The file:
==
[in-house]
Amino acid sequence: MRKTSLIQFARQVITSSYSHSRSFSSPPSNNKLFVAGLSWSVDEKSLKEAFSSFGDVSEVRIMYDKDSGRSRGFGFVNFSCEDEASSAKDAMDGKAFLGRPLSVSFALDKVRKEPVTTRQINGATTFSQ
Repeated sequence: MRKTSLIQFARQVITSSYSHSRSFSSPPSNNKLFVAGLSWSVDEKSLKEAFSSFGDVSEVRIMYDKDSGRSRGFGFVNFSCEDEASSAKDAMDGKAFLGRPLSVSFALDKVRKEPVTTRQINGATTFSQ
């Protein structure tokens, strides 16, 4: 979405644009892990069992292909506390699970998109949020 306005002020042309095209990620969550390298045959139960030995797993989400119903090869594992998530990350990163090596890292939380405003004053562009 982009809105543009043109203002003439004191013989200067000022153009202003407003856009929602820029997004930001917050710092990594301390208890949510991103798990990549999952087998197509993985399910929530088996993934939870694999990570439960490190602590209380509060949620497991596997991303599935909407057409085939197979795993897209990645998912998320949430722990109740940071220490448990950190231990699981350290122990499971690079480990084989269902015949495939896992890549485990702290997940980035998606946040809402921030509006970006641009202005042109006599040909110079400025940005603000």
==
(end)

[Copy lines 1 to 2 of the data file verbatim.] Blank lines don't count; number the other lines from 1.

[in-house]
Amino acid sequence: MRKTSLIQFARQVITSSYSHSRSFSSPPSNNKLFVAGLSWSVDEKSLKEAFSSFGDVSEVRIMYDKDSGRSRGFGFVNFSCEDEASSAKDAMDGKAFLGRPLSVSFALDKVRKEPVTTRQINGATTFSQ